Unilateral adrenalectomy as a treatment for adrenocortical tumors in ferrets: Five cases (1990-1992)

Howard J. Lawrence From the Departments of Clinical Sciences (Lawrence, Gould, Flanders, Yeager) and Pathology (Rowland), New York State College of Veterinary Medicine, Cornell University, Ithaca, NY 14853.

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Willard J. Gould From the Departments of Clinical Sciences (Lawrence, Gould, Flanders, Yeager) and Pathology (Rowland), New York State College of Veterinary Medicine, Cornell University, Ithaca, NY 14853.

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James A. Flanders From the Departments of Clinical Sciences (Lawrence, Gould, Flanders, Yeager) and Pathology (Rowland), New York State College of Veterinary Medicine, Cornell University, Ithaca, NY 14853.

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Peter H. Rowland From the Departments of Clinical Sciences (Lawrence, Gould, Flanders, Yeager) and Pathology (Rowland), New York State College of Veterinary Medicine, Cornell University, Ithaca, NY 14853.

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Amy E. Yeager From the Departments of Clinical Sciences (Lawrence, Gould, Flanders, Yeager) and Pathology (Rowland), New York State College of Veterinary Medicine, Cornell University, Ithaca, NY 14853.

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Summary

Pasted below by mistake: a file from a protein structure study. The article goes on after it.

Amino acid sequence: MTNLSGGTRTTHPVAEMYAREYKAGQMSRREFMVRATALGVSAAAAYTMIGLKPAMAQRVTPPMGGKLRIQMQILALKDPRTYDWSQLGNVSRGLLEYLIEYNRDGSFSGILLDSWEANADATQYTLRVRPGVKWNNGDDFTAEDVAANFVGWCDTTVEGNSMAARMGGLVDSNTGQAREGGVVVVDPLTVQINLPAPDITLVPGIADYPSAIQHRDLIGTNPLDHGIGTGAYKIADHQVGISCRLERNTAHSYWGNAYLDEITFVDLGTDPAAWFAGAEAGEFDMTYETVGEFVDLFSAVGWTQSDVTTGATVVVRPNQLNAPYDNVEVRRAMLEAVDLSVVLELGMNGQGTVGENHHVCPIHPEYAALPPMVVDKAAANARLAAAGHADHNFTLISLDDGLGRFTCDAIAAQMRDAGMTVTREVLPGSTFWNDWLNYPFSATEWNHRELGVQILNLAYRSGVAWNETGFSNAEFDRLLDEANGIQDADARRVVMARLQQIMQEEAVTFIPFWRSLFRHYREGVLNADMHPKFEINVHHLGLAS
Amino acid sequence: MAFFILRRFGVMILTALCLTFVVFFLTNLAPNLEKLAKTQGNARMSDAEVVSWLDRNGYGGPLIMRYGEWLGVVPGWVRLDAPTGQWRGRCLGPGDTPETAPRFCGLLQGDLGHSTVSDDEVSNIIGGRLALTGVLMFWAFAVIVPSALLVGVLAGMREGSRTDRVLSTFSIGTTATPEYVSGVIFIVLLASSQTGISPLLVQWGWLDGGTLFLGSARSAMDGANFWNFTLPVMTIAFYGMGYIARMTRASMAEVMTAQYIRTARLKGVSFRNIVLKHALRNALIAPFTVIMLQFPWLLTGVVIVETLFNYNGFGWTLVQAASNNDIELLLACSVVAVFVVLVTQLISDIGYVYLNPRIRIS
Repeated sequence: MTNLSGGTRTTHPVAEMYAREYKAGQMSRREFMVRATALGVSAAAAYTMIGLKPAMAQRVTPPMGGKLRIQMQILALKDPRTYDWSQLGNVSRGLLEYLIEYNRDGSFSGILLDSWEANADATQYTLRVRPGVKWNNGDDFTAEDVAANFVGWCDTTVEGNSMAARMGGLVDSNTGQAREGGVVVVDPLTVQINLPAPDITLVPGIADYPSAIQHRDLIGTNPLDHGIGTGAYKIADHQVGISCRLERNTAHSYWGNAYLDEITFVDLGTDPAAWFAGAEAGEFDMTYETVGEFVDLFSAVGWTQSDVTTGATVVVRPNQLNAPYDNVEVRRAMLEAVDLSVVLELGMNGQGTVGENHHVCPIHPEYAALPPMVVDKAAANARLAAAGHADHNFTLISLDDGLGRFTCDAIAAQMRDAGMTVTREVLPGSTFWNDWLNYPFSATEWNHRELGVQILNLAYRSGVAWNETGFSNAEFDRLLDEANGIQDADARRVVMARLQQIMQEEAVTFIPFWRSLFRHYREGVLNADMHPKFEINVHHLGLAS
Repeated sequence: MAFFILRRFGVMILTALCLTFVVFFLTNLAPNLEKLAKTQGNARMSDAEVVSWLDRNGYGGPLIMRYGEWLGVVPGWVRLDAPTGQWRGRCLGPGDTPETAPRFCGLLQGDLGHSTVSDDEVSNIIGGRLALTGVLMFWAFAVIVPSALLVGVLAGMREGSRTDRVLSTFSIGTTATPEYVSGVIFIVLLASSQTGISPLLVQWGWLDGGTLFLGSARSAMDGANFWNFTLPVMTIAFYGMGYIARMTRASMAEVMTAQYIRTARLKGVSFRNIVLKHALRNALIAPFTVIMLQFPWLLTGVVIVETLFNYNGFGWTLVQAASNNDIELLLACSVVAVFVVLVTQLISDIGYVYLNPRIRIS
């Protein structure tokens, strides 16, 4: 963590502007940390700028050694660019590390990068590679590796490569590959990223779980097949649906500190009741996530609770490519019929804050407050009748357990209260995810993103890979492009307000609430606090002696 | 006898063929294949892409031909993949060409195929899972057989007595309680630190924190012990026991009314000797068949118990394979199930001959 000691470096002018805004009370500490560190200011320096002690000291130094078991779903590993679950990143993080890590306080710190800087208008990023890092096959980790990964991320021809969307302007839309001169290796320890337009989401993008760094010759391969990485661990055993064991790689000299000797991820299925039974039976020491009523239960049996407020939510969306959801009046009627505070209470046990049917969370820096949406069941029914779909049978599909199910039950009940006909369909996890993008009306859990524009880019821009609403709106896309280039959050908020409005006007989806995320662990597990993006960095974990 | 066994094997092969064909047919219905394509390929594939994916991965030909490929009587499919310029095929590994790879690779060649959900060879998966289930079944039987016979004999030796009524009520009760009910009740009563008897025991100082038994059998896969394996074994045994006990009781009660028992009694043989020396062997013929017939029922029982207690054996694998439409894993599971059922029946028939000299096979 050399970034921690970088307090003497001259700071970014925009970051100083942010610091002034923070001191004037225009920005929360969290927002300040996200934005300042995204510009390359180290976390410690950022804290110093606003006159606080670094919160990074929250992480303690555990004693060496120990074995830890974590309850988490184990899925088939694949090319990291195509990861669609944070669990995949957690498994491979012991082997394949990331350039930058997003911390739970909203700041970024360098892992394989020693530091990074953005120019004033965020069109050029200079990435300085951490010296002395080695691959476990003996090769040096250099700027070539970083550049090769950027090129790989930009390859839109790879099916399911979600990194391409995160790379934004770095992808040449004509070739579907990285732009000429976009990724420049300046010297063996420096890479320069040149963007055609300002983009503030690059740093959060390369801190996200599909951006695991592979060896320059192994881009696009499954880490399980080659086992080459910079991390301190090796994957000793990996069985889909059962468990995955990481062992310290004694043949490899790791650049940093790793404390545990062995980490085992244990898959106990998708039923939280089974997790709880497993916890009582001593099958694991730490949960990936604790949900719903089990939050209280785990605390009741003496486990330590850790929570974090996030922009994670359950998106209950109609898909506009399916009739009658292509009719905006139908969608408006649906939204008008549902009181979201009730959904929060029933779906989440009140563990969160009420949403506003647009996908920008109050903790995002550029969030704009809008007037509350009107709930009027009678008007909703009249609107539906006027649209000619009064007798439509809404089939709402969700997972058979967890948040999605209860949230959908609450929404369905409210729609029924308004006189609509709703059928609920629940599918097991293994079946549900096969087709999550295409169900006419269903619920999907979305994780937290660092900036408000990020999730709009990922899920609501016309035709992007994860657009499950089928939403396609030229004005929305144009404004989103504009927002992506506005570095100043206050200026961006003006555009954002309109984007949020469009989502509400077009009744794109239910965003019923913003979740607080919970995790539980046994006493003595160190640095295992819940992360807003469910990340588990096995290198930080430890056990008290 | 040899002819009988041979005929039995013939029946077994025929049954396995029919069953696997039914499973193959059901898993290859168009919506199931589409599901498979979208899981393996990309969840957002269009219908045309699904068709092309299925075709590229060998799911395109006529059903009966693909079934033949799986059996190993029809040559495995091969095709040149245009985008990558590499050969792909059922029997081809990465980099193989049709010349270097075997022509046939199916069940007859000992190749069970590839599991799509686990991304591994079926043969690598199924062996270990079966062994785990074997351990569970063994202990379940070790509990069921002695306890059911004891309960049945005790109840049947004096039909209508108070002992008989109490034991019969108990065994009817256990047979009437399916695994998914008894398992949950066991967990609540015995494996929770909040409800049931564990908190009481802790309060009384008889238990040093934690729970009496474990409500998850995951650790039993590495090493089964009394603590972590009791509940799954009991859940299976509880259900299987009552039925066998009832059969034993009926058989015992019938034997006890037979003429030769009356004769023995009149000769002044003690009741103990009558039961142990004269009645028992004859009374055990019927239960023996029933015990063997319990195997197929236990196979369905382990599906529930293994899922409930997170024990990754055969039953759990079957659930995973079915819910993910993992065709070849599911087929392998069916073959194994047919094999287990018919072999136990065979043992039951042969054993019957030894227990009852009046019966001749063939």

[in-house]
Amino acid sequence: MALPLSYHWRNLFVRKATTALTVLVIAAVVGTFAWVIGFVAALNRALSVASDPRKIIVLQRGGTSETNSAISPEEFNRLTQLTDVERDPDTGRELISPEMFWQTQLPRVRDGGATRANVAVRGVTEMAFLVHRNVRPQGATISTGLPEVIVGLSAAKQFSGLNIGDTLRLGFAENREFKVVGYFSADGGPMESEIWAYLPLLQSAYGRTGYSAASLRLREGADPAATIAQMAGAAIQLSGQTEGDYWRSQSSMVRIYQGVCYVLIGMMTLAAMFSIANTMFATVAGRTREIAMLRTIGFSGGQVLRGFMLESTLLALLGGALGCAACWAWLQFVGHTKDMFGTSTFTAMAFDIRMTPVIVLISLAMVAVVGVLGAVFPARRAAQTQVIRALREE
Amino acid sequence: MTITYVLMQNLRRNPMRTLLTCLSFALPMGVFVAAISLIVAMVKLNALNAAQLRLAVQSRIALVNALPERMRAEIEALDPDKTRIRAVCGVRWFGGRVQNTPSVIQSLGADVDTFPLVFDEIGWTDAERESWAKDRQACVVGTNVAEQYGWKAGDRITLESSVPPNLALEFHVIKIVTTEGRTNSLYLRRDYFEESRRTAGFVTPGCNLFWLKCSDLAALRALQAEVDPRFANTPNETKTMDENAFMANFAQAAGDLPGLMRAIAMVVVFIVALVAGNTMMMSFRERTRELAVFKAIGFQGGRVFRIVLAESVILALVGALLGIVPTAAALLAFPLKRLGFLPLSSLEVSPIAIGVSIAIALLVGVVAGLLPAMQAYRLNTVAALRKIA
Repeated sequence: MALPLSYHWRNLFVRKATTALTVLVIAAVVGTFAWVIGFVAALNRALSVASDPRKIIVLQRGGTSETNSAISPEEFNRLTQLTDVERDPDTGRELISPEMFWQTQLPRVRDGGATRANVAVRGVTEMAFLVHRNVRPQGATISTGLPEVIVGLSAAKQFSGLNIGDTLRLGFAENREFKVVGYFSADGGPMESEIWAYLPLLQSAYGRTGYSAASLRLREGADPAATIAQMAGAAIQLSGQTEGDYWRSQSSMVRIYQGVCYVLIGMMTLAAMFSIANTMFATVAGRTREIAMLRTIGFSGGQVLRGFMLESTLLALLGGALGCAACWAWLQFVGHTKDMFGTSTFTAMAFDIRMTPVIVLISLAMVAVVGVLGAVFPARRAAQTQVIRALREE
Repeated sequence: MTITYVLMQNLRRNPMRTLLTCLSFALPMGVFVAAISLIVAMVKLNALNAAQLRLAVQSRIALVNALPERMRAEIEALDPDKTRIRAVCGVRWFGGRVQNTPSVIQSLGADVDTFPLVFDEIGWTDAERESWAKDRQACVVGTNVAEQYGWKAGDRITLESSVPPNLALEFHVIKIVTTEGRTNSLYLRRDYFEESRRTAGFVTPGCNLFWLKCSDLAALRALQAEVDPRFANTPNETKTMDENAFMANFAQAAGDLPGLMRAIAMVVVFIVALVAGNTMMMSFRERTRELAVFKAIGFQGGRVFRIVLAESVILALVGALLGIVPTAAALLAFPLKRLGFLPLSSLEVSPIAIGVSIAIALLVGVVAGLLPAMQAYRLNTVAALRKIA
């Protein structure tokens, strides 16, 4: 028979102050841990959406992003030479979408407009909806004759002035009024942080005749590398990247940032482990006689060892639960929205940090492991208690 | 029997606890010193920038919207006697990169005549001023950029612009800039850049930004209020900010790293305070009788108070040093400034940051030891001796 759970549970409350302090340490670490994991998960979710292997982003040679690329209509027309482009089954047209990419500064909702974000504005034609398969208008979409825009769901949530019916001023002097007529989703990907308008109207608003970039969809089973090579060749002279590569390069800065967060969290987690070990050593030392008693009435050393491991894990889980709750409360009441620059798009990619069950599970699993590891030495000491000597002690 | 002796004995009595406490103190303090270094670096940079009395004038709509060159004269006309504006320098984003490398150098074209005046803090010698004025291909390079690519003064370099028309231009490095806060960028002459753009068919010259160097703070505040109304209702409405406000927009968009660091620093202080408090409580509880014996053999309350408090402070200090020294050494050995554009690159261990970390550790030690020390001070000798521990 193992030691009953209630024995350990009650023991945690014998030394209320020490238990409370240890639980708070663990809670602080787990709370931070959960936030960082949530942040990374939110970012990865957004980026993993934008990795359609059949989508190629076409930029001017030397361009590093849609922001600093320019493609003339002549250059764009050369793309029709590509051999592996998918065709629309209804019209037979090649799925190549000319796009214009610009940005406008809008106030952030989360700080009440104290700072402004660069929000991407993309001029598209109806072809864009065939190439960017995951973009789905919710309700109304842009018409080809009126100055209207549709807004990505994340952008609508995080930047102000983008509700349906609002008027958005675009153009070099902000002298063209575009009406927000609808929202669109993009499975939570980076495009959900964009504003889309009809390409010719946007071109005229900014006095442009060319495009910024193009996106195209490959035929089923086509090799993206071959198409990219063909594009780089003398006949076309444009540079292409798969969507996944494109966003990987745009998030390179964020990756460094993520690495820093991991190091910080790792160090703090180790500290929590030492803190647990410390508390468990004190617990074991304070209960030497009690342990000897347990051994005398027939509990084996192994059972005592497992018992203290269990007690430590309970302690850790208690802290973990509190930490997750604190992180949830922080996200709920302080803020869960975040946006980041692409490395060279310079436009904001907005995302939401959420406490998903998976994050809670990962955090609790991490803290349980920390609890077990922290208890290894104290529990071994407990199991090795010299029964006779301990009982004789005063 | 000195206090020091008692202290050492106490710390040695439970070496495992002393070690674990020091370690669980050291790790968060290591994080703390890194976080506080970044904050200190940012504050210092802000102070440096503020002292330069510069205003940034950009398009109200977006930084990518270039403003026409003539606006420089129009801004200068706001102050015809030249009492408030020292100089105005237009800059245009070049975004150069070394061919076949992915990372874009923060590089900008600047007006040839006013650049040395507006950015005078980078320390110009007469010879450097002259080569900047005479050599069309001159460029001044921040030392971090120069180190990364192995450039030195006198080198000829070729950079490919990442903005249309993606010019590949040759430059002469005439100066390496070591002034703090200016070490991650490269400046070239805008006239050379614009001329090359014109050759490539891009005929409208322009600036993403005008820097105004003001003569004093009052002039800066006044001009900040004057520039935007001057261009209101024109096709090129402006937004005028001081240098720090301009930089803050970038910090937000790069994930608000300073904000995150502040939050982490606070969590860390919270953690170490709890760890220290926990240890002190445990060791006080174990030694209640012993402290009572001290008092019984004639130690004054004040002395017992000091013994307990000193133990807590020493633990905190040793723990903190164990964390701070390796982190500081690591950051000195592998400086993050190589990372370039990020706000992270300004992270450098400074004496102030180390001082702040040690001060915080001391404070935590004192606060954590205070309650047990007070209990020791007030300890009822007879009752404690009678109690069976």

Adrenocortical tumors were diagnosed in 5 adult spayed ferrets. Four ferrets had bilaterally symmetrical alopecia of the caudal femoral region, abdomen, and tail, and 1 had alopecia of the distal limbs and feet. All 5 ferrets had vulvar swelling. During abdominal ultrasonography, irregular masses, believed to involve the adrenal glands, were seen in all 5 ferrets. Unilateral adrenalectomy was performed successfully in each ferret by use of ventral midline celiotomy. On histologic examination of biopsy samples, 4 ferrets were found to have adrenocortical adenomas, and 1 ferret was found to have an adrenocortical adenocarcinoma. All clinical signs resolved after adrenalectomy, suggesting that the adrenocortical tumors had been secreting adrenocortical hormones.

Summary

Adrenocortical tumors were diagnosed in 5 adult spayed ferrets. Four ferrets had bilaterally symmetrical alopecia of the caudal femoral region, abdomen, and tail, and 1 had alopecia of the distal limbs and feet. All 5 ferrets had vulvar swelling. During abdominal ultrasonography, irregular masses, believed to involve the adrenal glands, were seen in all 5 ferrets. Unilateral adrenalectomy was performed successfully in each ferret by use of ventral midline celiotomy. On histologic examination of biopsy samples, 4 ferrets were found to have adrenocortical adenomas, and 1 ferret was found to have an adrenocortical adenocarcinoma. All clinical signs resolved after adrenalectomy, suggesting that the adrenocortical tumors had been secreting adrenocortical hormones.

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